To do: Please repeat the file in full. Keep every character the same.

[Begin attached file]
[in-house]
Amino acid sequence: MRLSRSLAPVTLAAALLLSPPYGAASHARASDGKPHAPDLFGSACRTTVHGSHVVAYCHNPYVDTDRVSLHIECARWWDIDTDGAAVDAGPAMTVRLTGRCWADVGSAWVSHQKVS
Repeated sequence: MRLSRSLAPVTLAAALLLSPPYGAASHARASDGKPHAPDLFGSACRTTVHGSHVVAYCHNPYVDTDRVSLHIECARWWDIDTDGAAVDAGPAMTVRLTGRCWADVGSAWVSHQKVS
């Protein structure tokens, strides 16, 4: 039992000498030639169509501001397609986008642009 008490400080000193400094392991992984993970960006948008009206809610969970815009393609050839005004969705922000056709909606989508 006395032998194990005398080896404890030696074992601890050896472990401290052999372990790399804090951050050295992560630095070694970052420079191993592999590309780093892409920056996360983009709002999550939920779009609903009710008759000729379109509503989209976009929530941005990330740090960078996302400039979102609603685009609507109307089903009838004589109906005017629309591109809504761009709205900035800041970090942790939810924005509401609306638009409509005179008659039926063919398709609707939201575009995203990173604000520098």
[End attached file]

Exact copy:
[in-house]
Amino acid sequence: MRLSRSLAPVTLAAALLLSPPYGAASHARASDGKPHAPDLFGSACRTTVHGSHVVAYCHNPYVDTDRVSLHIECARWWDIDTDGAAVDAGPAMTVRLTGRCWADVGSAWVSHQKVS
Repeated sequence: MRLSRSLAPVTLAAALLLSPPYGAASHARASDGKPHAPDLFGSACRTTVHGSHVVAYCHNPYVDTDRVSLHIECARWWDIDTDGAAVDAGPAMTVRLTGRCWADVGSAWVSHQKVS
């Protein structure tokens, strides 16, 4: 039992000498030639169509501001397609986008642009 008490400080000193400094392991992984993970960006948008009206809610969970815009393609050839005004969705922000056709909606989508 006395032998194990005398080896404890030696074992601890050896472990401290052999372990790399804090951050050295992560630095070694970052420079191993592999590309780093892409920056996360983009709002999550939920779009609903009710008759000729379109509503989209976009929530941005990330740090960078996302400039979102609603685009609507109307089903009838004589109906005017629309591109809504761009709205900035800041970090942790939810924005509401609306638009409509005179008659039926063919398709609707939201575009995203990173604000520098």